DON'T LOSE ACCESS:
Your IP access to ForeignPolicy.com will expire on June 15.
To ensure uninterrupted reading, please contact Rachel Mines, sales director, at email@example.com.
Can Courts Clear the Fog of War?
As online attacks blur the lines, the future may be perpetual conflict.
What constitutes an act of war? A military invasion, sure. Hostile acts by smaller armed formations, sure. The blowing up of a bridge by commandos or the poisoning of water, very likely. But a cyberattack? Zurich, one of the world’s leading insurers, claims that’s the case. The confectionary giant Mondelez, one of its customers, argues the opposite. This isn’t an abstract discussion: Two years ago, Mondelez was laid low by NotPetya, a computer virus unleashed by Russia against Ukrainian targets. Now the two companies are battling out the definition of war in court—and regardless of how the ruling turns out, a new fog of war is still settling over society.
NotPetya struck with devastating force in June 2017. First, the virus—subsequently traced to hackers working for Russian military intelligence—brought down virtually all of Ukraine’s government along with Ukrainian hospitals, power companies, airports, and banks. That was probably its real target. Then, however, the virus traveled on in a less predictable fashion. It crippled Maersk, the Danish shipping giant, and the global law firm DLA Piper. FedEx subsidiary TNT Express was hit, too, as was the U.S. pharmaceutical giant Merck and French construction company Saint-Gobain. Several of them lost hundreds of millions of dollars as a result of the attack.
After several months, the Five Eyes—a close-knit intelligence union comprising the United States, the United Kingdom, Canada, Australia, and New Zealand—concluded that the Russian government was ultimately behind the assault, and in March 2018 Britain’s attorney general, Jeremy Wright, said that “the U.K. considers it is clear that cyberoperations that result in, or present an imminent threat of, death and destruction on an equivalent scale to an armed attack will give rise to an inherent right to take action in self-defense, as recognized in Article 51 of the U.N. Charter.”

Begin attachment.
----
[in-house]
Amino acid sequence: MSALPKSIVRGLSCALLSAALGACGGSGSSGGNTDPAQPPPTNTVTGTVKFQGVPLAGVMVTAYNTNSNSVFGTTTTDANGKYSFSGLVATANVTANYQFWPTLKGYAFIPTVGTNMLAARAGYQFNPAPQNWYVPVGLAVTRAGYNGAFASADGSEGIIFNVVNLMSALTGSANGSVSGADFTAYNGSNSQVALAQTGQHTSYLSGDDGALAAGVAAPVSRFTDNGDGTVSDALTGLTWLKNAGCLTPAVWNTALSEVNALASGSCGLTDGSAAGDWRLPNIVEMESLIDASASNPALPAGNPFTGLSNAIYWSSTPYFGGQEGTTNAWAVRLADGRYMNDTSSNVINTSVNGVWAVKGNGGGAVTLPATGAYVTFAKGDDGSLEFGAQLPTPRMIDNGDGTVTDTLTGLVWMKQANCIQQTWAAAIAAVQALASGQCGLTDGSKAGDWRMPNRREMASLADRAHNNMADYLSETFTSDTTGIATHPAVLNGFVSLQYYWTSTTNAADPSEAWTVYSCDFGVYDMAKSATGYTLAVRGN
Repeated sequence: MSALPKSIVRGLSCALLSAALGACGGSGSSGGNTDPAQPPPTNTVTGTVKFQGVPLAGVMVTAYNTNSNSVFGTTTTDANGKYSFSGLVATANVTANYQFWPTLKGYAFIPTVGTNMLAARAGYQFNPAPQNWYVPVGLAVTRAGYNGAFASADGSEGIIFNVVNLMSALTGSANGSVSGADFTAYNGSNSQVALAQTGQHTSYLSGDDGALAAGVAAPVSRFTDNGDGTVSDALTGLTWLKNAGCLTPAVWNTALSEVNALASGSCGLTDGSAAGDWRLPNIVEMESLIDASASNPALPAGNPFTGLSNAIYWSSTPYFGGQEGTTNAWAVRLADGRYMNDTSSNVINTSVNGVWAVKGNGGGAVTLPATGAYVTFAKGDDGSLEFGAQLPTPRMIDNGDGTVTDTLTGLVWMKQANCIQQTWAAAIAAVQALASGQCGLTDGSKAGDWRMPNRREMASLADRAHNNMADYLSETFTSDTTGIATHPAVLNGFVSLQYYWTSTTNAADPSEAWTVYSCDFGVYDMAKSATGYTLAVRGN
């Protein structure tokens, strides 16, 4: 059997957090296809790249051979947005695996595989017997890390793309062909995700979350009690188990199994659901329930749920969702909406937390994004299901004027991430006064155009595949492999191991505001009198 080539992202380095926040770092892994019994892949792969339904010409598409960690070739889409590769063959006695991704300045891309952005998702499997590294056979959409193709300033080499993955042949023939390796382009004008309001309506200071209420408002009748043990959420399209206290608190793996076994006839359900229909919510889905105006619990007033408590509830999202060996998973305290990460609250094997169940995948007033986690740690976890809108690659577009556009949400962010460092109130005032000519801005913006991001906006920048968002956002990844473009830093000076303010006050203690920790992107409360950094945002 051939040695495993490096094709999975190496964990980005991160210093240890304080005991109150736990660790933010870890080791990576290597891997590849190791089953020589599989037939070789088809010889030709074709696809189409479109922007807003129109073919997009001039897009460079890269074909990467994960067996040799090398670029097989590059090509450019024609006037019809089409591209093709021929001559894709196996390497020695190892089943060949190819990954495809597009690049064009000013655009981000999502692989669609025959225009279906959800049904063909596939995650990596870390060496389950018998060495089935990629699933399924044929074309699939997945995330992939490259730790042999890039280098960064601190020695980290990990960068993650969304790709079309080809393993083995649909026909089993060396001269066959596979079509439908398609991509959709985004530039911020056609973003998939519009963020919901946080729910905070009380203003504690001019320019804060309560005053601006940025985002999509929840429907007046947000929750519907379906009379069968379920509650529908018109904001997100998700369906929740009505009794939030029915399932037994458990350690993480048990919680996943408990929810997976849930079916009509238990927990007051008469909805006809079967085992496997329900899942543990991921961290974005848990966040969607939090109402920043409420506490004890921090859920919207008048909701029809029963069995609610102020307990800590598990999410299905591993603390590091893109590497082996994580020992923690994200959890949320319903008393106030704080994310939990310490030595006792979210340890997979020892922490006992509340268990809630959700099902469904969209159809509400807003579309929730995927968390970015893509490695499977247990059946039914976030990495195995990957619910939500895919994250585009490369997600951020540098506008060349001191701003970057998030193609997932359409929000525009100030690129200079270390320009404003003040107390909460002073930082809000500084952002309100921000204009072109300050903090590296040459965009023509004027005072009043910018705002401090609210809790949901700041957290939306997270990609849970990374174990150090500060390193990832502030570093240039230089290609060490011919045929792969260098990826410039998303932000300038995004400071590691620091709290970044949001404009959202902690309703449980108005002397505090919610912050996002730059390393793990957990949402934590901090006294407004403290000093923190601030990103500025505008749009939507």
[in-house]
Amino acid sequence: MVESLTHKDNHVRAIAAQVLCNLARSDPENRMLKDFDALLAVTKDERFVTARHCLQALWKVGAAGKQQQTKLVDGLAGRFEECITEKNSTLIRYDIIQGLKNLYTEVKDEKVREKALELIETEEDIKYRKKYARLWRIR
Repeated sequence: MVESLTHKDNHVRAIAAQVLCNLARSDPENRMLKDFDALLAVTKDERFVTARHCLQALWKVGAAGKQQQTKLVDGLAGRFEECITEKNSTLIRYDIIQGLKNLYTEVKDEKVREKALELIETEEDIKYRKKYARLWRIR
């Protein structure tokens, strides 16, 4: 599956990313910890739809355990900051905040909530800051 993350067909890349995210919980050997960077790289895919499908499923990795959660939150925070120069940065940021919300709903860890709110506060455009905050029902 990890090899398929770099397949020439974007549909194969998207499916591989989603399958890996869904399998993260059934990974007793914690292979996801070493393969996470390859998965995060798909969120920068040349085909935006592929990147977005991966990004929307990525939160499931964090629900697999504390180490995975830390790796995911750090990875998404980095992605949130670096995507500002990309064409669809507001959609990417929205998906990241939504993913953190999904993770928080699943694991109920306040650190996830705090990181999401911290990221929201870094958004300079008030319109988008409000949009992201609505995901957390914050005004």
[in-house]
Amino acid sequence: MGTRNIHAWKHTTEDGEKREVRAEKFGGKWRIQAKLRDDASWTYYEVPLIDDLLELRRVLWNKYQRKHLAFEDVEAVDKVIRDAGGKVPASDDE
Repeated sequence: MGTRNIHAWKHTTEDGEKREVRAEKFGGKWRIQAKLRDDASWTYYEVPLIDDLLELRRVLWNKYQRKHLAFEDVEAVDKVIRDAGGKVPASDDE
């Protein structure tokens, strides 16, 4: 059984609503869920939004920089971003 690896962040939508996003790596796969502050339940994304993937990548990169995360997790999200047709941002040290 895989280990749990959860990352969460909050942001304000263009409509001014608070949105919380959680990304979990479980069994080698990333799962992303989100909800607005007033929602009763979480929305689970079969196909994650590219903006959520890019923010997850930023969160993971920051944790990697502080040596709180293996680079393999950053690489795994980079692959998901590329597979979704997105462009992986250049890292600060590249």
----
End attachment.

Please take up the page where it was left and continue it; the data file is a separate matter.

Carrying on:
When Mondelez tried to claim its $100 million losses on its insurance policy with Zurich, the insurer—perhaps unsurprisingly, in light of statements such as those by Wright—refused, categorizing the attack as a “hostile or warlike action in time of peace or war” and as such excluded from insurance payouts. The two giants are now battling over the definition of warlike actions at a court in Illinois. DLA Piper and its insurer, Hiscox, are conducting a similar battle over whether a cyberattack such as NotPetya qualifies for insurance payouts.
Insurers do have weight behind their arguments. With countries increasingly staging cyberattacks against their adversaries—and key companies and organizations located in those countries—cyberattacks effectively form part of modern warfare. U.S. Cyber Command is thought to be battling some 30 hostile states in cyberspace. The Council on Foreign Relations’ Cyber Operations Tracker lists 22 countries (including the United States and the U.K.) as sponsoring cyberoperations. That, of course, doesn’t mean all cyberoperations are acts of war.
Indeed, Thomas Rid argues in his book Cyber War Will Not Take Place that because changing code doesn’t involve violence, cyberattacks can’t count as acts of war. Many cyberassaults, however, can be just as potent, or even more so, than physical sabotage. Proxy groups linked to the Russian and Chinese governments—or their sponsors themselves—have infiltrated the U.S. power grid, the German government, and countless companies. In targeting civilians, the attacks break international law. They just don’t involve enough physical violence to qualify as traditional acts of war. Making matters even more complicated, unlike soldiers and military hardware, weapons of cyberattacks and malign influence are virtually impossible to quantify.